At our first family conference the daughter, Janice, seems reasonable and understanding when I probed the issue of Stella’s wishes for invasive care. Stella had no known Advance Directives. Janice says, “I’m really not sure Mom would have wanted any of this. I’m certain I wouldn’t want any extended care like this for myself, but…”

I explain in detail the poor outlook and the process of prolonging death that we are providing with a ventilator, tube feeding, antibiotics, etc. There is a dynamic that I can’t figure out. George has sat there quietly with a scowl on his face, never nodding in agreement.

“George, what are your thoughts?”, I ask.

“I know she’s not ready to die. God and spoken to me and I know.”

Janice and other family members subsequently back off, don’t want to attend family conferences and defer to George. They seem intimidated to challenge him, even though I say he may not be acting in Stella’s best interest.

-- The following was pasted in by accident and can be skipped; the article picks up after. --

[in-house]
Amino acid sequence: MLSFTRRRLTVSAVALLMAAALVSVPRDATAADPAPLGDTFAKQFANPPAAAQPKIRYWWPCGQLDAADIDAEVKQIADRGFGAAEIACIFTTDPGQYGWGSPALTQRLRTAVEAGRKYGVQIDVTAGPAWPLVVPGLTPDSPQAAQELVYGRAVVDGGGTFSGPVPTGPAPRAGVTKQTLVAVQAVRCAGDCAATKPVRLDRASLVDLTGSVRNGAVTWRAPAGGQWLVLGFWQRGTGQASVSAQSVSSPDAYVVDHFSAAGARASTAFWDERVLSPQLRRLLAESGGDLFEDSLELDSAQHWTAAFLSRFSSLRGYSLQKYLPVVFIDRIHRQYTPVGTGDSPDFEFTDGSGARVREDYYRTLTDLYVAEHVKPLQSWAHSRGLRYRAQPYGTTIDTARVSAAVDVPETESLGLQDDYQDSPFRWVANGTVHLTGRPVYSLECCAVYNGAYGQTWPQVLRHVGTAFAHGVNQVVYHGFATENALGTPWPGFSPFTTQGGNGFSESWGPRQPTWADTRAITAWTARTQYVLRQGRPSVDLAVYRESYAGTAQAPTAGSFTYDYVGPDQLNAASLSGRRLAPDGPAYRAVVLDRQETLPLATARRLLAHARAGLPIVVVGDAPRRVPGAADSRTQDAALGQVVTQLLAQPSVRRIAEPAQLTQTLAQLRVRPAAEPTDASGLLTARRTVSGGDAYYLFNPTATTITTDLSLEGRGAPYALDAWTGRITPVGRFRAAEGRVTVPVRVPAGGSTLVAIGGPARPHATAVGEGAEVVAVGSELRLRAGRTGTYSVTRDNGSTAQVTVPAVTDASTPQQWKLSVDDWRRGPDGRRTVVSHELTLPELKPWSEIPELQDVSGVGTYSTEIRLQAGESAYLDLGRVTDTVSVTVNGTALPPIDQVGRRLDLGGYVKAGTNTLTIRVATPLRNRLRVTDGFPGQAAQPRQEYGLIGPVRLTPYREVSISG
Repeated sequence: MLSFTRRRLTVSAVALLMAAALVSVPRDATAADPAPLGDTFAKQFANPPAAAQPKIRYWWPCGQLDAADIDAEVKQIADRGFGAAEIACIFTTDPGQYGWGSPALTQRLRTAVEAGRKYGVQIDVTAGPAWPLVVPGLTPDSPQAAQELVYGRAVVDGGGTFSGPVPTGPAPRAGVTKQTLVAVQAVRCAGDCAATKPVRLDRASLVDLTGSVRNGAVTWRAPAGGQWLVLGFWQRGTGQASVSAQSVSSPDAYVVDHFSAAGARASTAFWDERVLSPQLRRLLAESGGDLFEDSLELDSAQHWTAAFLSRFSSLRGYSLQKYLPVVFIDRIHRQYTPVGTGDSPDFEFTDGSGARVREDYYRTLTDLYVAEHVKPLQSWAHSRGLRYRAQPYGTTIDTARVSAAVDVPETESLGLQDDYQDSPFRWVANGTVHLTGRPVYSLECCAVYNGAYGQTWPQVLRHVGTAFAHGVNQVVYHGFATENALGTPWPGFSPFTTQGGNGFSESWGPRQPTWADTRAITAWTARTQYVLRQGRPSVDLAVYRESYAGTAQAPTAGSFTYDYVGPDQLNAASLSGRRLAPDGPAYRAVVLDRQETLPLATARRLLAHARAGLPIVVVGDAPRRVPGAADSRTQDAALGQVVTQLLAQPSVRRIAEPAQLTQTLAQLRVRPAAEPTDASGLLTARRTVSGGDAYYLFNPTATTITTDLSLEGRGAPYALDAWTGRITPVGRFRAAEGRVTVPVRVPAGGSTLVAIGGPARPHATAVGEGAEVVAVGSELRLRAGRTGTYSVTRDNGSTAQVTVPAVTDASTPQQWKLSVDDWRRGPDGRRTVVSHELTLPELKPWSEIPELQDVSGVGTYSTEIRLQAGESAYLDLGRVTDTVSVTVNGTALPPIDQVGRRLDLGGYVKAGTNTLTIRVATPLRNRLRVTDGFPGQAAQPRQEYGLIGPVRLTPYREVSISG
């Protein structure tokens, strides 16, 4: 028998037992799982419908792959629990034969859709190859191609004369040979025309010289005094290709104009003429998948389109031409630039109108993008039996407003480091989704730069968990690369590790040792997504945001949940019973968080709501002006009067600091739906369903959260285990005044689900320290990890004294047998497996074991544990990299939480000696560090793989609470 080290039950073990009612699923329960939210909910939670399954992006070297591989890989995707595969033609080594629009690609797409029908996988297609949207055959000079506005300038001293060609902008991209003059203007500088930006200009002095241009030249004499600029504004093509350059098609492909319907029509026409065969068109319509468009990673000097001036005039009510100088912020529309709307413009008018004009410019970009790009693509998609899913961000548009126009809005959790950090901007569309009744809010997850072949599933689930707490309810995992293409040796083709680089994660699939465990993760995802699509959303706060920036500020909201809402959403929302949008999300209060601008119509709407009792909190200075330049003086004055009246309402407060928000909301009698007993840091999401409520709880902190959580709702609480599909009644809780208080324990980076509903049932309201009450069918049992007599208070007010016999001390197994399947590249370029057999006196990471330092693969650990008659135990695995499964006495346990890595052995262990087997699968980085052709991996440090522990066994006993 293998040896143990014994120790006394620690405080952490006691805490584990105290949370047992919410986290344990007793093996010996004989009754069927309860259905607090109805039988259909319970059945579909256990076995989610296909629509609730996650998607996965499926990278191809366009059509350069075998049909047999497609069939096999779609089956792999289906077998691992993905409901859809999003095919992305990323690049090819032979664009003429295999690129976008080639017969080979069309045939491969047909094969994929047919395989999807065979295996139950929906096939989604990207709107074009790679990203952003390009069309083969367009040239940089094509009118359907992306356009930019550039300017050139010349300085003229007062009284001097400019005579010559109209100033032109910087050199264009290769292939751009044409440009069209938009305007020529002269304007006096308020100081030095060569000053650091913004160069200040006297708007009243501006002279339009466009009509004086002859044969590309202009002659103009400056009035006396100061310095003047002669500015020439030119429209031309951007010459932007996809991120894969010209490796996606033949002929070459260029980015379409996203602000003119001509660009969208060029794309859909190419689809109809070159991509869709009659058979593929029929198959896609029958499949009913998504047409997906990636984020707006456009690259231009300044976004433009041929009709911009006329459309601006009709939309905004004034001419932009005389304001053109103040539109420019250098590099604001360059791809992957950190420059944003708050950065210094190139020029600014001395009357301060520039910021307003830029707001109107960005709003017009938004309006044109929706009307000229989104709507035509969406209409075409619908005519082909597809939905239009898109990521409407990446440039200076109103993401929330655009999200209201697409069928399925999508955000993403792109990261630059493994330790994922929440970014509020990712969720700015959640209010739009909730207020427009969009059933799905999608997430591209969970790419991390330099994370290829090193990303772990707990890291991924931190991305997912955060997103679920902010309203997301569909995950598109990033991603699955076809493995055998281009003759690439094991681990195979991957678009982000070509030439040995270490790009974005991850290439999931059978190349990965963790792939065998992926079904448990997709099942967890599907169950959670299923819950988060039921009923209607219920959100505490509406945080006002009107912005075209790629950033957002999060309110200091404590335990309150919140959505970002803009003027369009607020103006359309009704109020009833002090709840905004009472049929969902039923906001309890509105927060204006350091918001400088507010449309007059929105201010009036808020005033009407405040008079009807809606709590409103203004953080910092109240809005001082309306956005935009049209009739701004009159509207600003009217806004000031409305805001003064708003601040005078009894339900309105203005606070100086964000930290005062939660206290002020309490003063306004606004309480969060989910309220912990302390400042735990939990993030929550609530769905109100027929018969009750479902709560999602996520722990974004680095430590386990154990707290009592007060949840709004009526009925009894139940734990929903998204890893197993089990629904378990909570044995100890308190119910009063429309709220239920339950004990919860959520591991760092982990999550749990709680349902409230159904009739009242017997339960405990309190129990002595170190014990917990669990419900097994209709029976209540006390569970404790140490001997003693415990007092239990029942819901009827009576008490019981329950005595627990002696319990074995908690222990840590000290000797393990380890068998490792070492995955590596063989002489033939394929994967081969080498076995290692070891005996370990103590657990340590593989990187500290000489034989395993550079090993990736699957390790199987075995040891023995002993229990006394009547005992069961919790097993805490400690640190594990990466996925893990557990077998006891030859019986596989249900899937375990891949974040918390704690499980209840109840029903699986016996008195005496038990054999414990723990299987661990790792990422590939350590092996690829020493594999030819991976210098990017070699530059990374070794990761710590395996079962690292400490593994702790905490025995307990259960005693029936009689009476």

The next week George posts a notice in the ICU for Stella’s memorial service – more than three months hence! I try to confront George and the family to no avail. We discus the case at our Ethics Committee of which I’m a member and they designate the Hospital Chaplain to try to intervene. He’s unable to connect in a rational way with George. The Ethics Committee reminds the daughter Janice that under Washington State law, that she has legal decision making authority. Janice again defers to George. Our legal department is contacted and says we could try for a court appointed guardian, but that the guardian would be very unlikely to go against the wishes of the daughter.

After eight weeks in the ICU, Stella begins to worsen. The circulation begins to fail and her entire left arm becomes cold and gangrenous. The orthopedic surgeon does not offer amputation because she wouldn’t survive surgery.

About this time, I finally tell George that I’m unwilling to do CPR or electric shocks to restart to heart when it stops. He gives me a vacant look devoid of visible emotion. It gives me the creeps, and the nurses begin to freak out wondering what George will do at Stella’s death.